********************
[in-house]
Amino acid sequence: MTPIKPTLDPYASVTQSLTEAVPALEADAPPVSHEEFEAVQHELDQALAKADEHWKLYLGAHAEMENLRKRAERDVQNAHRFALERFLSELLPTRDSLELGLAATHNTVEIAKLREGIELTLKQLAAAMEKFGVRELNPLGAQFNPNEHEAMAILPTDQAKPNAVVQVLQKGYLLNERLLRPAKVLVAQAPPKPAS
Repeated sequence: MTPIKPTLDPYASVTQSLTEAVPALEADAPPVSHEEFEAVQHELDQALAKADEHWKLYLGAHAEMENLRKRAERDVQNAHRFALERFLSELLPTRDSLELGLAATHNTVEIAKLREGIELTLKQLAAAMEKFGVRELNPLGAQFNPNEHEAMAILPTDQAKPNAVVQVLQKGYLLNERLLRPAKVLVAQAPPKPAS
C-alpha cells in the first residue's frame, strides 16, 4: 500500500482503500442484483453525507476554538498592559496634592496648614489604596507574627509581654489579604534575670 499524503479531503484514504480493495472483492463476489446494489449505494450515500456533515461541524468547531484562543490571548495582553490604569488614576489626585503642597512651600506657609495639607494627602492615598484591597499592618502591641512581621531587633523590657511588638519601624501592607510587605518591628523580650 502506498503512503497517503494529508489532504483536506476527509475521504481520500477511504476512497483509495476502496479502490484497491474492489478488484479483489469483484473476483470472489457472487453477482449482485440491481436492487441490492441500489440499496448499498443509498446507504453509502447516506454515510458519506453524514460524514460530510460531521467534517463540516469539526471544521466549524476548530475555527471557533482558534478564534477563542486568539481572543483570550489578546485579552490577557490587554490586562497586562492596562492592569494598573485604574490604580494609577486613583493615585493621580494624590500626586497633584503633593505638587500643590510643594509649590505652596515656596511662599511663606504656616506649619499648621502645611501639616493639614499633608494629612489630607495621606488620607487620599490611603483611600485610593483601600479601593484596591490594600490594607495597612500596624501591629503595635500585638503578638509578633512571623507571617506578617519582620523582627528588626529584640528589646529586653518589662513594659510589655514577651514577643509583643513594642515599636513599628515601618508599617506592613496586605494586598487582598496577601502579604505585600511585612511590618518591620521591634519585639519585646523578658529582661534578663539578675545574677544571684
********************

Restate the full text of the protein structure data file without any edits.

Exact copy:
[in-house]
Amino acid sequence: MTPIKPTLDPYASVTQSLTEAVPALEADAPPVSHEEFEAVQHELDQALAKADEHWKLYLGAHAEMENLRKRAERDVQNAHRFALERFLSELLPTRDSLELGLAATHNTVEIAKLREGIELTLKQLAAAMEKFGVRELNPLGAQFNPNEHEAMAILPTDQAKPNAVVQVLQKGYLLNERLLRPAKVLVAQAPPKPAS
Repeated sequence: MTPIKPTLDPYASVTQSLTEAVPALEADAPPVSHEEFEAVQHELDQALAKADEHWKLYLGAHAEMENLRKRAERDVQNAHRFALERFLSELLPTRDSLELGLAATHNTVEIAKLREGIELTLKQLAAAMEKFGVRELNPLGAQFNPNEHEAMAILPTDQAKPNAVVQVLQKGYLLNERLLRPAKVLVAQAPPKPAS
C-alpha cells in the first residue's frame, strides 16, 4: 500500500482503500442484483453525507476554538498592559496634592496648614489604596507574627509581654489579604534575670 499524503479531503484514504480493495472483492463476489446494489449505494450515500456533515461541524468547531484562543490571548495582553490604569488614576489626585503642597512651600506657609495639607494627602492615598484591597499592618502591641512581621531587633523590657511588638519601624501592607510587605518591628523580650 502506498503512503497517503494529508489532504483536506476527509475521504481520500477511504476512497483509495476502496479502490484497491474492489478488484479483489469483484473476483470472489457472487453477482449482485440491481436492487441490492441500489440499496448499498443509498446507504453509502447516506454515510458519506453524514460524514460530510460531521467534517463540516469539526471544521466549524476548530475555527471557533482558534478564534477563542486568539481572543483570550489578546485579552490577557490587554490586562497586562492596562492592569494598573485604574490604580494609577486613583493615585493621580494624590500626586497633584503633593505638587500643590510643594509649590505652596515656596511662599511663606504656616506649619499648621502645611501639616493639614499633608494629612489630607495621606488620607487620599490611603483611600485610593483601600479601593484596591490594600490594607495597612500596624501591629503595635500585638503578638509578633512571623507571617506578617519582620523582627528588626529584640528589646529586653518589662513594659510589655514577651514577643509583643513594642515599636513599628515601618508599617506592613496586605494586598487582598496577601502579604505585600511585612511590618518591620521591634519585639519585646523578658529582661534578663539578675545574677544571684